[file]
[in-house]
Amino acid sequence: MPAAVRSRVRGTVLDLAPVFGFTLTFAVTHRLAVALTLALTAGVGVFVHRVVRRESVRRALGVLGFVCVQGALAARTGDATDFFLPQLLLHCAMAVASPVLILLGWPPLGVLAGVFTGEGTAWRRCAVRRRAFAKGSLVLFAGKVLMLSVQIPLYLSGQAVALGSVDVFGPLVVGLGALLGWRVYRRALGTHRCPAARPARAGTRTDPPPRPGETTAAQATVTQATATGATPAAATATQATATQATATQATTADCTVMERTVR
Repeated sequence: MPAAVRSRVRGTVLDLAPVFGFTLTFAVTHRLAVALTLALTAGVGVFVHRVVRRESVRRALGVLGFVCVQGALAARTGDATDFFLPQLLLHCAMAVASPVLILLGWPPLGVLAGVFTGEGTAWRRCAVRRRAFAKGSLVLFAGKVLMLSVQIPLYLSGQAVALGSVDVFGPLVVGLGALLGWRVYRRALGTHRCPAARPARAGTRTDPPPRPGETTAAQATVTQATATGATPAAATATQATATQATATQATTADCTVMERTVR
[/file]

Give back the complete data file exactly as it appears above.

[in-house]
Amino acid sequence: MPAAVRSRVRGTVLDLAPVFGFTLTFAVTHRLAVALTLALTAGVGVFVHRVVRRESVRRALGVLGFVCVQGALAARTGDATDFFLPQLLLHCAMAVASPVLILLGWPPLGVLAGVFTGEGTAWRRCAVRRRAFAKGSLVLFAGKVLMLSVQIPLYLSGQAVALGSVDVFGPLVVGLGALLGWRVYRRALGTHRCPAARPARAGTRTDPPPRPGETTAAQATVTQATATGATPAAATATQATATQATATQATTADCTVMERTVR
Repeated sequence: MPAAVRSRVRGTVLDLAPVFGFTLTFAVTHRLAVALTLALTAGVGVFVHRVVRRESVRRALGVLGFVCVQGALAARTGDATDFFLPQLLLHCAMAVASPVLILLGWPPLGVLAGVFTGEGTAWRRCAVRRRAFAKGSLVLFAGKVLMLSVQIPLYLSGQAVALGSVDVFGPLVVGLGALLGWRVYRRALGTHRCPAARPARAGTRTDPPPRPGETTAAQATVTQATATGATPAAATATQATATQATATQATTADCTVMERTVR